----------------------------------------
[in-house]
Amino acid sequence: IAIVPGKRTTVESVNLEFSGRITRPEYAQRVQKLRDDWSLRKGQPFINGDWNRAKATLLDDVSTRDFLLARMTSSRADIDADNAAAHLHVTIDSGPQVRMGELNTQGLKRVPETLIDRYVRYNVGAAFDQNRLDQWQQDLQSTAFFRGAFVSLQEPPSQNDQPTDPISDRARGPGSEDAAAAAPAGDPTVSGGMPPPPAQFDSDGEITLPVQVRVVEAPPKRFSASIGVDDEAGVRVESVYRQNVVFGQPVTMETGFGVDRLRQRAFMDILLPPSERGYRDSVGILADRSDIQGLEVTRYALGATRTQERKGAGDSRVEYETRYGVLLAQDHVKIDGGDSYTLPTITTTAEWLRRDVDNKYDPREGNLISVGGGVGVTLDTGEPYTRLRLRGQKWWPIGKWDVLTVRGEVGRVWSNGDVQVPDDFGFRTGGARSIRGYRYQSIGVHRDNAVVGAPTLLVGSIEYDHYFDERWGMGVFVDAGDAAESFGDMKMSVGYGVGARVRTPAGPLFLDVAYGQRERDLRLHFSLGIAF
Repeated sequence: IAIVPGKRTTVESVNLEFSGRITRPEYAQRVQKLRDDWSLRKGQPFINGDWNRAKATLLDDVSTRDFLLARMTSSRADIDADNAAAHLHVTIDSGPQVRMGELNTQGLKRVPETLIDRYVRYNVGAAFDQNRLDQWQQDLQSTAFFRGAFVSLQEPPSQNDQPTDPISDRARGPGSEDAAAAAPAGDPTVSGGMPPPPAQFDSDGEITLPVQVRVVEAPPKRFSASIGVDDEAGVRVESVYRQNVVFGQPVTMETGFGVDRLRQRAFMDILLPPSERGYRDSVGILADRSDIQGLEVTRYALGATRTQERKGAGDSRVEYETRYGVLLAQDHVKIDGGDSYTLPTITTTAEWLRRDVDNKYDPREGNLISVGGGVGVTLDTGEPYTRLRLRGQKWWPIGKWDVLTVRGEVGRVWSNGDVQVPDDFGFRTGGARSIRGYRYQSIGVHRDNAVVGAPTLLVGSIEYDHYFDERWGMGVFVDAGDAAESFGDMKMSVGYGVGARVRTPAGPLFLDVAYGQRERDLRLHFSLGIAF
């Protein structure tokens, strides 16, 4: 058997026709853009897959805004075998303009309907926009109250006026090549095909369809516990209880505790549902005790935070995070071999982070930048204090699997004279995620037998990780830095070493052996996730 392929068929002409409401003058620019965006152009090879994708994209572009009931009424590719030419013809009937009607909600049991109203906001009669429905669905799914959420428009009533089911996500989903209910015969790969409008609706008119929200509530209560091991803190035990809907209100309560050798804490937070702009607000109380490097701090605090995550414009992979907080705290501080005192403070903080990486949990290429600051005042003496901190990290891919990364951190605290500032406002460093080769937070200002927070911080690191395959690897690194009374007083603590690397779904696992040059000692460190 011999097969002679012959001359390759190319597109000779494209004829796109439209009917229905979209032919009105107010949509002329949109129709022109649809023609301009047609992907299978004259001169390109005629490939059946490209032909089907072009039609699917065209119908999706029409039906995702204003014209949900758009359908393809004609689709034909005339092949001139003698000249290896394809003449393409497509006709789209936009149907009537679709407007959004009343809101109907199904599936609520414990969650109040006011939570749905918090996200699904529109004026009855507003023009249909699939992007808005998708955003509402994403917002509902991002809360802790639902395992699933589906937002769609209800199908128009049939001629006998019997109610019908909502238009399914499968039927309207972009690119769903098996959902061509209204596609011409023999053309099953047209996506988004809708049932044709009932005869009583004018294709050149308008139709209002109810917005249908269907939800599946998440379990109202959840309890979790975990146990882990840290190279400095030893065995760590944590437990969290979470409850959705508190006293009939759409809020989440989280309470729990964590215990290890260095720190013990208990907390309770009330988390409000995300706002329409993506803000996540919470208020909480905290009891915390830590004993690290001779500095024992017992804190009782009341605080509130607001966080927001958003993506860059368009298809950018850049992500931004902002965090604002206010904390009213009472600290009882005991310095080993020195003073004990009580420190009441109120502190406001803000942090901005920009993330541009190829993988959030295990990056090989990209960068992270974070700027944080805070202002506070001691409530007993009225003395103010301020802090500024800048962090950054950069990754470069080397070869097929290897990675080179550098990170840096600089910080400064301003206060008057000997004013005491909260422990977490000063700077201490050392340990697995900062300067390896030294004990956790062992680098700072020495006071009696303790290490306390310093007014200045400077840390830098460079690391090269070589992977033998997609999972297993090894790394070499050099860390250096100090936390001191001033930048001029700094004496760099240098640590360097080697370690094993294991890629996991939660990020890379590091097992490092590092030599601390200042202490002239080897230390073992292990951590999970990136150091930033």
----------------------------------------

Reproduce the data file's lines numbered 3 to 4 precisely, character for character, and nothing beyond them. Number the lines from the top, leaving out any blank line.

Repeated sequence: IAIVPGKRTTVESVNLEFSGRITRPEYAQRVQKLRDDWSLRKGQPFINGDWNRAKATLLDDVSTRDFLLARMTSSRADIDADNAAAHLHVTIDSGPQVRMGELNTQGLKRVPETLIDRYVRYNVGAAFDQNRLDQWQQDLQSTAFFRGAFVSLQEPPSQNDQPTDPISDRARGPGSEDAAAAAPAGDPTVSGGMPPPPAQFDSDGEITLPVQVRVVEAPPKRFSASIGVDDEAGVRVESVYRQNVVFGQPVTMETGFGVDRLRQRAFMDILLPPSERGYRDSVGILADRSDIQGLEVTRYALGATRTQERKGAGDSRVEYETRYGVLLAQDHVKIDGGDSYTLPTITTTAEWLRRDVDNKYDPREGNLISVGGGVGVTLDTGEPYTRLRLRGQKWWPIGKWDVLTVRGEVGRVWSNGDVQVPDDFGFRTGGARSIRGYRYQSIGVHRDNAVVGAPTLLVGSIEYDHYFDERWGMGVFVDAGDAAESFGDMKMSVGYGVGARVRTPAGPLFLDVAYGQRERDLRLHFSLGIAF
């Protein structure tokens, strides 16, 4: 058997026709853009897959805004075998303009309907926009109250006026090549095909369809516990209880505790549902005790935070995070071999982070930048204090699997004279995620037998990780830095070493052996996730 392929068929002409409401003058620019965006152009090879994708994209572009009931009424590719030419013809009937009607909600049991109203906001009669429905669905799914959420428009009533089911996500989903209910015969790969409008609706008119929200509530209560091991803190035990809907209100309560050798804490937070702009607000109380490097701090605090995550414009992979907080705290501080005192403070903080990486949990290429600051005042003496901190990290891919990364951190605290500032406002460093080769937070200002927070911080690191395959690897690194009374007083603590690397779904696992040059000692460190 011999097969002679012959001359390759190319597109000779494209004829796109439209009917229905979209032919009105107010949509002329949109129709022109649809023609301009047609992907299978004259001169390109005629490939059946490209032909089907072009039609699917065209119908999706029409039906995702204003014209949900758009359908393809004609689709034909005339092949001139003698000249290896394809003449393409497509006709789209936009149907009537679709407007959004009343809101109907199904599936609520414990969650109040006011939570749905918090996200699904529109004026009855507003023009249909699939992007808005998708955003509402994403917002509902991002809360802790639902395992699933589906937002769609209800199908128009049939001629006998019997109610019908909502238009399914499968039927309207972009690119769903098996959902061509209204596609011409023999053309099953047209996506988004809708049932044709009932005869009583004018294709050149308008139709209002109810917005249908269907939800599946998440379990109202959840309890979790975990146990882990840290190279400095030893065995760590944590437990969290979470409850959705508190006293009939759409809020989440989280309470729990964590215990290890260095720190013990208990907390309770009330988390409000995300706002329409993506803000996540919470208020909480905290009891915390830590004993690290001779500095024992017992804190009782009341605080509130607001966080927001958003993506860059368009298809950018850049992500931004902002965090604002206010904390009213009472600290009882005991310095080993020195003073004990009580420190009441109120502190406001803000942090901005920009993330541009190829993988959030295990990056090989990209960068992270974070700027944080805070202002506070001691409530007993009225003395103010301020802090500024800048962090950054950069990754470069080397070869097929290897990675080179550098990170840096600089910080400064301003206060008057000997004013005491909260422990977490000063700077201490050392340990697995900062300067390896030294004990956790062992680098700072020495006071009696303790290490306390310093007014200045400077840390830098460079690391090269070589992977033998997609999972297993090894790394070499050099860390250096100090936390001191001033930048001029700094004496760099240098640590360097080697370690094993294991890629996991939660990020890379590091097992490092590092030599601390200042202490002239080897230390073992292990951590999970990136150091930033």